I watched my burger being cooked and plated (well basketed) up and again simplicity is the mantra. Toppings were iceberg lettuce, tomato, red onion, mayo, ketchup and mustard (plus in my case added cheese).
I like this, but there really is nowhere to hide in terms of the quality of the patty.
The bun was nice and squigy, with a good texture. It did its job in nicely absorbing the burger juices and didn’t fall apart as I ate my burger. The patty was cooked absolutely à point for me, with a ruby red interior. Nicely seasoned and beautiful juicy, with a great beefy flavour and a good exterior crust, it pressed pretty much all my burger buttons.
All in all a very impressive burger.
The fries (£2.95) that came with it were very abundant.
Whilst nice and crispy they were a bit lacking in seasoning and were definitely frozen (saw a big blue plastic bag of then brought into the kitchen). Seasoning can always be added (there was salt on the table) and is a matter of personal taste, but I thought it a shame they were frozen.
On the drinks front the relatively simplistic theme continues, with a short selection of soft drinks, shakes, beers and wines
Wine wise I have no idea who the producer are, but prices did not look too horrific (bar from the prosecco which looked a bit pricey at £30). Odd that pinot grigio and malbec are the most pricey still wines (by some margin). Pinot grigio, for example, is usually at the cheap end of most lists – it is not all bad by any means but a lot of it out there is awful rubbish.
It was a hot day and I fancied a beer. On the basis of “when in Rome”, I went for an Icelandic brew in the form of a Einstök Arctic pale ale (£4.75 on its own, an extra £3 if part of meal deal)
Nice enough beer this, refreshing with a bit of citrus and maltiness. Good as a session beer (price aside), this is a very easy drinking (rather than complex) number.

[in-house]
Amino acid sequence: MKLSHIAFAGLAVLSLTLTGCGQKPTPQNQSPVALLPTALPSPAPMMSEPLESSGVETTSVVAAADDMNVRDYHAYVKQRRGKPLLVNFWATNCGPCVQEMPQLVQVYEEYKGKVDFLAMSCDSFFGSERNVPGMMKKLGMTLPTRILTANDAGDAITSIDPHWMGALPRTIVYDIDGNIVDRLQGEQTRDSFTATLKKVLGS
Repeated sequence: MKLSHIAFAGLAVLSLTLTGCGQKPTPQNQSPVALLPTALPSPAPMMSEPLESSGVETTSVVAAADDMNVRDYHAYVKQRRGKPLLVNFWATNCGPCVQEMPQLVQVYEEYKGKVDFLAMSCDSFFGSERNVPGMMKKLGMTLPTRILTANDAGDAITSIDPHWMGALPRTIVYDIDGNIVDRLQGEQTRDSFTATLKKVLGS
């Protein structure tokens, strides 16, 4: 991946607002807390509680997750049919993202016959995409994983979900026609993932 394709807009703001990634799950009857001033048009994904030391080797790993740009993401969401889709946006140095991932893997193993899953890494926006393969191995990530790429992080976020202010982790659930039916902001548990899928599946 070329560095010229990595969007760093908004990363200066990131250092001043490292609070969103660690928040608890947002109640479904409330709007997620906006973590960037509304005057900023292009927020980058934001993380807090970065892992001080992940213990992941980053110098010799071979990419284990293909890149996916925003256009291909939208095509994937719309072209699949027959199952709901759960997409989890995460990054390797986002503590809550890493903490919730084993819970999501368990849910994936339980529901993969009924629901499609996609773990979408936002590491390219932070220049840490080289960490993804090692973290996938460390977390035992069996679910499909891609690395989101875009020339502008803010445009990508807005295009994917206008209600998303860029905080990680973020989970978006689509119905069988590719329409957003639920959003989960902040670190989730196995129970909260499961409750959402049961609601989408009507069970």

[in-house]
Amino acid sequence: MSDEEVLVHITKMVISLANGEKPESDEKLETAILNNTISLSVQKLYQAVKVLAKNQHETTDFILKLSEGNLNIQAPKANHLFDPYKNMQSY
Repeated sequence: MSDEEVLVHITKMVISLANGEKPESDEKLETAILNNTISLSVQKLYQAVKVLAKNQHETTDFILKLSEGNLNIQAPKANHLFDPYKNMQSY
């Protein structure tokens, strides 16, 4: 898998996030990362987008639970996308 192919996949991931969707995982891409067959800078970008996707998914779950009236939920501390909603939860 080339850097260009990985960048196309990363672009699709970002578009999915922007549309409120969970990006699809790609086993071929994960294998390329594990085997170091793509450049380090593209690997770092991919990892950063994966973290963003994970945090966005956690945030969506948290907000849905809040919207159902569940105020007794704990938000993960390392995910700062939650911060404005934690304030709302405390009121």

I was rather taken with Tommi’s Burger Joint. Simple stuff done well and anywhere that serves a decent medium rare burger always gets a big thumbs up from me. As the title suggests it is all too rare to find a properly cooked (medium rare) burger these days.
Some may think it is not cheap, but I thought it pretty good value for what I got and certainly up there with the best I have tried in this very fertile -burger wise – part of London (with Meat Liquor – and their Dead Hippie, Honest Burgers and Patty & Bun all within an easy walk). Tommi’s certainly knocks the socks off the American imports we have in Cardiff, in the form of Five Guys and Shake Shack. Who’d have thought an Icelandic import would do that.
Would I go back? Definitely – top quality burger cooked just how I like it and easily walkable to/from Paddington (so perfect for fodder prior to catching the train back home). Borrowing from Cannon and Ball (have to be an oldie like me to get this), I would say “rokkaðu áfram” (Icelandic for rock on) Tommi.
Address : 30 Thayer Street, London, W1U 2PQ
Tel: o207 224 3828
Nearest tube station: Bond Street (0.3 miles)
Opening hours: Mon- Sat : 12.00 – 22.30 and Sun : 12.00 – 21.30.
Other branches in Chelsea, Soho (latter to open shortly), Berlin, Copenhagen and, of course, Iceland.